My Day by Eleanor Roosevelt

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HYDE PARK, Monday—My son James has been here from the West Coast for a few days and we drove up to the country together early Saturday afternoon. It was a beautiful drive in beautiful weather. In the evening we had dinner with Mr. and Mrs. Henry Morgenthau Jr. at their farm and had the pleasure of finding his daughter, Dr. Joan Morgenthau, there also. It is hard for me to realize that the small girl I knew such a short while ago is now a full-fledged doctor.

Sunday morning James and I went to church together and then to the library to meet the delegation from Luxembourg. Mr. H. R. Madol, chairman of the Luxembourg Society, brought as a gift to the library a letter from A. de Lanno in a most beautiful binding. The letter, he says, deals with genealogical questions which he felt sure Mr. Herman Kahn, the director of the library, would find of interest.

Mr. Madol was accompanied by many members of the Luxembourg Society. I met them all and thanked them for their thoughtful gesture.

We went over to my husband's grave, as the Minister from Luxembourg had wanted to place a wreath there. Unfortunately, he was not well and could not come, but he asked Mr. Corneille Staudt, Luxembourg consul in New York, to read his message.

Then I said goodbye to the main party, and four of them, including J.P. Kremer, Luxembourg delegate to the U.N., and Mrs. Kremer, Mr. Staudt and Mr. Madol, came back to my cottage for lunch. After lunch they returned to the library for a tour of the house and the library which they had not been able to see earlier.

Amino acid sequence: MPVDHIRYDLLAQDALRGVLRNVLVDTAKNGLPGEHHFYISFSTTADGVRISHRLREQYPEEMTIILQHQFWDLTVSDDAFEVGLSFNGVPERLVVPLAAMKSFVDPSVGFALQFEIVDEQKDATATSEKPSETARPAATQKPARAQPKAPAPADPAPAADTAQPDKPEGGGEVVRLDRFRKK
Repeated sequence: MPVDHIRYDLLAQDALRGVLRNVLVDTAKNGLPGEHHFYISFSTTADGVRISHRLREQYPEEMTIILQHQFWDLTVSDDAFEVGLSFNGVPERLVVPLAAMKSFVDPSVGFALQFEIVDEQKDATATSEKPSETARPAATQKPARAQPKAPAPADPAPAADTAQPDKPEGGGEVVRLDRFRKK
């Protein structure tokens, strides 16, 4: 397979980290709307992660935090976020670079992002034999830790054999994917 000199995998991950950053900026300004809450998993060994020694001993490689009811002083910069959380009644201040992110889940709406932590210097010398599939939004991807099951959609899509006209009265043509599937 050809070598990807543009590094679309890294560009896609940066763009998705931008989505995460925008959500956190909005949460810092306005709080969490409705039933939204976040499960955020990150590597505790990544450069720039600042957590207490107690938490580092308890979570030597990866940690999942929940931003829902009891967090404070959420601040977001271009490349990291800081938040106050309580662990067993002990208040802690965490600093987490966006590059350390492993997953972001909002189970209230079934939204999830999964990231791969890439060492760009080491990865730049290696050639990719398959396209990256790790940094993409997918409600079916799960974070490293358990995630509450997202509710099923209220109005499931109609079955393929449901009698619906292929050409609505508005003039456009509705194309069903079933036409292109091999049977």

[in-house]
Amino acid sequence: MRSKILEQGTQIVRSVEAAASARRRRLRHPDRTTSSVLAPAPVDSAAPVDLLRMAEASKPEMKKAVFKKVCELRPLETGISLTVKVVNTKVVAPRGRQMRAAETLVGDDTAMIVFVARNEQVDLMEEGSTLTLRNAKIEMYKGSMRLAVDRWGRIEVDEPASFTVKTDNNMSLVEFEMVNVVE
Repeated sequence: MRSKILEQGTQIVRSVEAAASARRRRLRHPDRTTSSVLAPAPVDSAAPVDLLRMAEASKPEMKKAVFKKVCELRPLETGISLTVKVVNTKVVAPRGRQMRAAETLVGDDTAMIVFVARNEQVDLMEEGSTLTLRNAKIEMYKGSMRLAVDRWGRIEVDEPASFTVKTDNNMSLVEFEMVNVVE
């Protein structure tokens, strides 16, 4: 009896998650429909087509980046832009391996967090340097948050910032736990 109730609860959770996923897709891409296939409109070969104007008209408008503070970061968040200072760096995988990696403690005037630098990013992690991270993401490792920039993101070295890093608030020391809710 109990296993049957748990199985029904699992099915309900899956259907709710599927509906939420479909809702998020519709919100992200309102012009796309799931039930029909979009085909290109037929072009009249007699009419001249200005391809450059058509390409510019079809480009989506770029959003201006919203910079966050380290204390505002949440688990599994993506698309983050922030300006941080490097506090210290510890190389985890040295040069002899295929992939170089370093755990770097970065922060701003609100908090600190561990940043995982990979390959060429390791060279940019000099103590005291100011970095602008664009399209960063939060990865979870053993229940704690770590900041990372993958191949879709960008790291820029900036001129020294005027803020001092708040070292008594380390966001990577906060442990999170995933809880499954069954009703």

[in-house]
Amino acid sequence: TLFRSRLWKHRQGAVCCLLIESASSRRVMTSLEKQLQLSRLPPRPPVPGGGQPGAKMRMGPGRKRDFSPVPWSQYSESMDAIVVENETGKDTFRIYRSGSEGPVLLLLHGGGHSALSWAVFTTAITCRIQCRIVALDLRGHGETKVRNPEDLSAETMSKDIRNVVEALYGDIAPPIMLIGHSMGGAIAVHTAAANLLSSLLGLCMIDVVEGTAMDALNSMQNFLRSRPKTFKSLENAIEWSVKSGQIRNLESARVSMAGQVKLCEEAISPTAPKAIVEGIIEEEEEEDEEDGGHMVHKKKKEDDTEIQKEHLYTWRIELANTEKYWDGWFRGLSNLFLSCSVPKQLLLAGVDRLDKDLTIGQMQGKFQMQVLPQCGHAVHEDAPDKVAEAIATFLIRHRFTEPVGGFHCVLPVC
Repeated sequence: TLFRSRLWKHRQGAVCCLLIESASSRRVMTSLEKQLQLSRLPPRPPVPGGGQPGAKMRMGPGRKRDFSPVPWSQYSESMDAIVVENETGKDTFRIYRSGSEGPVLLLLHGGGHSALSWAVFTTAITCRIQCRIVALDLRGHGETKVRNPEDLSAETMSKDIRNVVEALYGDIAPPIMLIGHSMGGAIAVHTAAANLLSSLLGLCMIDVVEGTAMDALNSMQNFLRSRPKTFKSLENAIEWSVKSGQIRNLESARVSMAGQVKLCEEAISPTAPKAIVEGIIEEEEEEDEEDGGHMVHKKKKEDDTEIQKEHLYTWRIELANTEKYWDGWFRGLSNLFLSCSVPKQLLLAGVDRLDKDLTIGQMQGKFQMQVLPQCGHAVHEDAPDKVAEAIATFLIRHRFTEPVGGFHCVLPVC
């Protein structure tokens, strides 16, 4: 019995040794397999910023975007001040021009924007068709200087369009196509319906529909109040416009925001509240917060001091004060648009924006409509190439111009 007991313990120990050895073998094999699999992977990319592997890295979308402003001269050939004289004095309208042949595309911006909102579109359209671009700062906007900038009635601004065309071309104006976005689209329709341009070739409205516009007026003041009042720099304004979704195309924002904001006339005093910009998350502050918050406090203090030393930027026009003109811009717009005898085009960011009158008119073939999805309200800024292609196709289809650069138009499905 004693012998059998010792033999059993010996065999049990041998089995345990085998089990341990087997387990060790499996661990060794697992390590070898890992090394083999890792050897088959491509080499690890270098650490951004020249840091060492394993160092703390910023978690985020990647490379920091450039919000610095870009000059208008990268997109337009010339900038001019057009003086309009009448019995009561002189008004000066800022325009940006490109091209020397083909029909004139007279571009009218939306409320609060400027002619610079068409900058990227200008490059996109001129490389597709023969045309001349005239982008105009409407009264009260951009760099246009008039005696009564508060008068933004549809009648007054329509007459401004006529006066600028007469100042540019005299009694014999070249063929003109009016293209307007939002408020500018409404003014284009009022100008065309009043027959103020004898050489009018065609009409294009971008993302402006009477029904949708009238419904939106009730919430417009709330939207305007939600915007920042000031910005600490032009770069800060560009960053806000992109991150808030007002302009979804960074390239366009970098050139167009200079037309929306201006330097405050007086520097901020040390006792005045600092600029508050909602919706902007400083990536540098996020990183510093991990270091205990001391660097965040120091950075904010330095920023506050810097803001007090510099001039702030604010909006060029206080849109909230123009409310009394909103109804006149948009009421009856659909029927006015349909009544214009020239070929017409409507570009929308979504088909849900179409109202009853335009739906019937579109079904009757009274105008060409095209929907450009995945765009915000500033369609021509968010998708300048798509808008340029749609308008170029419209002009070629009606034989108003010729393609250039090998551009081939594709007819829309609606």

Little green shoots are poking their heads up in the swamps and along the edges of the full brook and even in the garden I can see little green signs of life. Every weekend we will see more, and I am delighted to be here to see the wonder of returning spring.

There is so much work to be done at this season, however, that my youngest son, John, who has the responsibility of running the place here, finds it difficult to realize from week to week what are the needs. He thinks he has everything planned and then he finds something more that has to be done.

The month of February saw a rise in the number of visitors at the memorial library. Good weather makes a tremendous difference. In the winter months bad roads and bad weather make people want to stay by their own firesides but as soon as the weather improves it is a temptation to be out and to look for some interesting trip within reach of home.

I am impressed whenever I stay away for a few weeks by the rapidity with which houses are going up in this vicinity. I saw a great many more today, so evidently the saturation point in the need for new houses in this area has not yet been reached.

It is still cold and winter might still suddenly descend upon us in a last flurry of snow and wind, but at least according to the calendar spring is here and I think this is always a most exciting time of year.

E. R.
TMs, AERP, FDRL